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Levin: Spotted Turtles

Of the nearly 330 species of turtles, none is more beautiful than the spotted turtle - itinerant visitor to vernal pools, flooded meadows, swamps, and clear, slow-moving streams. But most likely you’ve never seen one because Vermont has three separate populations. They’re as dark as obsidian with bright yellow spots on the black upper shell, neck, and head, in distinct patterns used by biologists to identify individual turtles.For five days this spring, Hanover High School environmental science teacher Jeannie Kornfeld and I escorted twelve students into the wilds of southeastern Georgia. We were part of the school’s innovative March Intensive and guests of Chris Jenkins, C.E.O. of the Orianne Society, a nonprofit devoted to the conservation of imperiled reptiles and amphibians. The society manages more than 48,000 acres of pine flatwoods and runs critical projects throughout the Southeast and elsewhere, including spotted turtle demography in a longleaf pine forest.

Females spotted turtles may live up to 110 - but like their human counterparts, males fade away sooner; few would live long enough to draw turtle social security - if such a thing existed.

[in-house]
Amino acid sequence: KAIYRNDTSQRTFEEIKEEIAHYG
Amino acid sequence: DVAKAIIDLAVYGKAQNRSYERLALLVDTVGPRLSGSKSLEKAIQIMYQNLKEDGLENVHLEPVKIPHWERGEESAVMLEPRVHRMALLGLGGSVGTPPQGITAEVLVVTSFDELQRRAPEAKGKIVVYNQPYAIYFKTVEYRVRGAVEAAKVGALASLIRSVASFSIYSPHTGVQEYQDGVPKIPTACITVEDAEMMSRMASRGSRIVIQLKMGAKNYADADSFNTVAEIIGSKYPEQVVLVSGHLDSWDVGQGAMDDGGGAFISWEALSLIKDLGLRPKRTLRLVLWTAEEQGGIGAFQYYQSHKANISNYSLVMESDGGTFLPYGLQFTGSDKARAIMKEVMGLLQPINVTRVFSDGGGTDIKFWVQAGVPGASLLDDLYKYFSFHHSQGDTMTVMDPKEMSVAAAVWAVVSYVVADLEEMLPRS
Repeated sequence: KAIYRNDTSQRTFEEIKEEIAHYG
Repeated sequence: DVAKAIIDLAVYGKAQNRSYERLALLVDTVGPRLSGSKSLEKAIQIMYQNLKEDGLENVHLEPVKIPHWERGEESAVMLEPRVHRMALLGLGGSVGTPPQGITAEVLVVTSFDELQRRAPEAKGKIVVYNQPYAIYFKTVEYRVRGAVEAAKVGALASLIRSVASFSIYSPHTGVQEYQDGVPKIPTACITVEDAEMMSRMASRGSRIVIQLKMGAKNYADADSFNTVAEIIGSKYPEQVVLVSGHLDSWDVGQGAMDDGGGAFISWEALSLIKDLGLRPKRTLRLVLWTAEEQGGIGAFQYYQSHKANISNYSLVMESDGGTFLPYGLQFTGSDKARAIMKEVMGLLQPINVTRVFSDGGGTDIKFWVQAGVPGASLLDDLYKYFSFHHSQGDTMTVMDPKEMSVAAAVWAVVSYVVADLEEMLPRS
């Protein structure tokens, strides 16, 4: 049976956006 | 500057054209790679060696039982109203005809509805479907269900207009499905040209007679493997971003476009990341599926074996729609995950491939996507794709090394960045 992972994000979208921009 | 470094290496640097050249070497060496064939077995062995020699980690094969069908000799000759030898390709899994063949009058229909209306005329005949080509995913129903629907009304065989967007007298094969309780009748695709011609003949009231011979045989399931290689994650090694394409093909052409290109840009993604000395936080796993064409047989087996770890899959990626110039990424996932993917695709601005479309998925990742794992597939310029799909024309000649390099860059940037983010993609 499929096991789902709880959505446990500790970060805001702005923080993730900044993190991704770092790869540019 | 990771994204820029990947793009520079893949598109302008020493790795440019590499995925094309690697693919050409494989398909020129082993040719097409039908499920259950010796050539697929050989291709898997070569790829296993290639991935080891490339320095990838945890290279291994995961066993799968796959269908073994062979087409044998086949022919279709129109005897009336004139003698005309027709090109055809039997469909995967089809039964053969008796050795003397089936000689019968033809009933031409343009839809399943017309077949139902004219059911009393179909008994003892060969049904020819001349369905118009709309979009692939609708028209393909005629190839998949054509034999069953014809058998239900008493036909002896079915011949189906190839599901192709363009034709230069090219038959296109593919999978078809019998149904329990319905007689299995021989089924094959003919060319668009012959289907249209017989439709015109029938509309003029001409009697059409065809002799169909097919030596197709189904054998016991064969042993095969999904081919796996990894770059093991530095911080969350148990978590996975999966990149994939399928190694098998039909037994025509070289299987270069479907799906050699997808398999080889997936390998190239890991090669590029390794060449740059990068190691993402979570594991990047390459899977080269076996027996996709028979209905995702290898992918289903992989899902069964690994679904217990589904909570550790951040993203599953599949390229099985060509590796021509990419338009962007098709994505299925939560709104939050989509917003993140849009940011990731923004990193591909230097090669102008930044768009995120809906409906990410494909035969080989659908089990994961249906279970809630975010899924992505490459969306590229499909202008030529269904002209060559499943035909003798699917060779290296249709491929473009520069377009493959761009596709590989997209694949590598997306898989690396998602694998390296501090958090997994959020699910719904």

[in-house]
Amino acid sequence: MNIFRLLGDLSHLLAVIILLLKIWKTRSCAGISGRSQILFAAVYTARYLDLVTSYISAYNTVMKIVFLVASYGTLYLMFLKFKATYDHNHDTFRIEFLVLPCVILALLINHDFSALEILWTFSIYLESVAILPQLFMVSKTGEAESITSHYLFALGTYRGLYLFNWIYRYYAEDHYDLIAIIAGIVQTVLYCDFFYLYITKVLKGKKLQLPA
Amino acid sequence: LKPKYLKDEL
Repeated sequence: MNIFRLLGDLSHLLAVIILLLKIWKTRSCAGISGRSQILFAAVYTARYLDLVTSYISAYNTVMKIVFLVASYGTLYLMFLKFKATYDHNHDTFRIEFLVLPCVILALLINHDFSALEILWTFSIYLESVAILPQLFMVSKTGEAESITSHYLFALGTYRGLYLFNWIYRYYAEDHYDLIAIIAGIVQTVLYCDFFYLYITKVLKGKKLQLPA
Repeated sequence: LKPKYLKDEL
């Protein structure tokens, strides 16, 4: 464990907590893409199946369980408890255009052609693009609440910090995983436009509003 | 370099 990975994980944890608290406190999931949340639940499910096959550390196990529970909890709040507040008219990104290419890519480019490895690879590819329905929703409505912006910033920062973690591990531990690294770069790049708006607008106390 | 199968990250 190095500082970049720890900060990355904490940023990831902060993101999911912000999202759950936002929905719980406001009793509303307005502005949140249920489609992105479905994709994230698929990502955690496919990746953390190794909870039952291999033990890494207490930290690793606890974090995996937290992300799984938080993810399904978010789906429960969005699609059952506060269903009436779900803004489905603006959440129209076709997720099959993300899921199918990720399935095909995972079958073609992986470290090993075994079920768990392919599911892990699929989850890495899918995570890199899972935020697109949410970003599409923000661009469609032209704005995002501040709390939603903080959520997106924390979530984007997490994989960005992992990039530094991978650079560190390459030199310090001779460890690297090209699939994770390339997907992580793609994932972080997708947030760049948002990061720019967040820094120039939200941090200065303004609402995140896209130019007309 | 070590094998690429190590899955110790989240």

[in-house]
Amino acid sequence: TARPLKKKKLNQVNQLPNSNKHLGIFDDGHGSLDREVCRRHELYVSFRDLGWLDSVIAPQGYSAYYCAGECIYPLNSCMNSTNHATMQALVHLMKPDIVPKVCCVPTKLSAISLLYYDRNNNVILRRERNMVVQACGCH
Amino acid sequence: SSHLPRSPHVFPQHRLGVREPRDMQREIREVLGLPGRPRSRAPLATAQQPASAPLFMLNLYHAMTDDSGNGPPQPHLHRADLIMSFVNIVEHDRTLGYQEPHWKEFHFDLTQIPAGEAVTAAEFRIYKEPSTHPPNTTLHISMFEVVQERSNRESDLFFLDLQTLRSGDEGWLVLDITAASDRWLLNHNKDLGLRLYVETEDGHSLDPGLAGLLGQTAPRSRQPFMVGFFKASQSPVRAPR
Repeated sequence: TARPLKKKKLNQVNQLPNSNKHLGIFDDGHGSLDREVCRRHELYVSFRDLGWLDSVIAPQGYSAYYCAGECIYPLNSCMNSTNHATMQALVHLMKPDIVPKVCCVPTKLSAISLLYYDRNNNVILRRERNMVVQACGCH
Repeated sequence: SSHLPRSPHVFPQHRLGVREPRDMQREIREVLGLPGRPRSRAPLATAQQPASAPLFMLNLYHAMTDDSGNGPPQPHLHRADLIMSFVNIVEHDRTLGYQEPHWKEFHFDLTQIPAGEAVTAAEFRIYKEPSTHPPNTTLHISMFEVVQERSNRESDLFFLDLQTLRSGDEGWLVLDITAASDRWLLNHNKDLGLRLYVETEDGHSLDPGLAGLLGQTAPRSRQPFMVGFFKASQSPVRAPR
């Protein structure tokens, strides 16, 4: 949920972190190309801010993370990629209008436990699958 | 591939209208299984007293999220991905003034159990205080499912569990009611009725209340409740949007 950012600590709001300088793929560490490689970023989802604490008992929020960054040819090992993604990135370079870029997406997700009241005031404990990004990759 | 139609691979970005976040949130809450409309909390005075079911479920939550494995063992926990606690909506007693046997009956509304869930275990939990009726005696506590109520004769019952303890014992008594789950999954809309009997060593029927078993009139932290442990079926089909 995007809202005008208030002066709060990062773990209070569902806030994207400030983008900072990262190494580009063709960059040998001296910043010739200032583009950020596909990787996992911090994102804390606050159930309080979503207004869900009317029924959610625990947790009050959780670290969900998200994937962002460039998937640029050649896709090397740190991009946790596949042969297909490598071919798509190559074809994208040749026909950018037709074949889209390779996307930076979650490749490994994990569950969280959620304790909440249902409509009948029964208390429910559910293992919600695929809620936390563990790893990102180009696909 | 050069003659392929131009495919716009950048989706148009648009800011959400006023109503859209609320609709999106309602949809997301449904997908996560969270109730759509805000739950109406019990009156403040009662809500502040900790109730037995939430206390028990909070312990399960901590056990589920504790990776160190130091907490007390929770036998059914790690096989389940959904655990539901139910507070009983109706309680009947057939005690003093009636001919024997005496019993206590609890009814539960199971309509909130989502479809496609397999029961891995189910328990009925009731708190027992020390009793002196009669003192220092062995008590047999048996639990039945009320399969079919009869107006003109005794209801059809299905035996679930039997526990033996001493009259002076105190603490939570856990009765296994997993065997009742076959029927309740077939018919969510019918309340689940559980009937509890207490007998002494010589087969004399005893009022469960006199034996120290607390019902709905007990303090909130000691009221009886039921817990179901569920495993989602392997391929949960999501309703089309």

Spotted turtles are gregarious, wandering overland up to a mile each year to exploit temporary feeding bonanzas, to breed, to snooze away the summer heat under a blanket of leaves, and to return en mass to hibernate in flooded swamps in a speckled pile.

In the suburban garage of Orianne biologist Dirk Stevenson, the students weighed, measured, and sexed five spotted turtles, noted cracks, chips, scratches, or predatory tooth marks in their shells, and then under Dirk’s supervision filed indelible notches in the margin along both sides of the upper shell, assigning a unique number to each turtle, which enables biologists to compile growth and movement data whenever a marked turtle is recaptured.

Spotted turtles range on the coastal plain from southern Maine to northern Florida and on the Great Lakes Plain to northeastern Illinois. Like their name, they have a rather spotty distribution, particularly in Vermont, where one colony is found in the southeast, another in the southwest, and the third in the west central part of the state. Steve Parren, who monitors all three, believes beaver once maintained an interconnected matrix of wetlands in the Northeast, which allowed turtles to colonize the Champlain and Connecticut valleys.

Besides the disappearance of wetlands, spotted turtles face another threat. I recently found one for sale online for five hundred dollars plus - which is why I’m not willing to say exactly where they live.

Ted Levin is a nature writer and photographer. His latest book is America's Snake: The Rise and Fall of the Timber Rattlesnake, University of Chicago Press, May, 2016.
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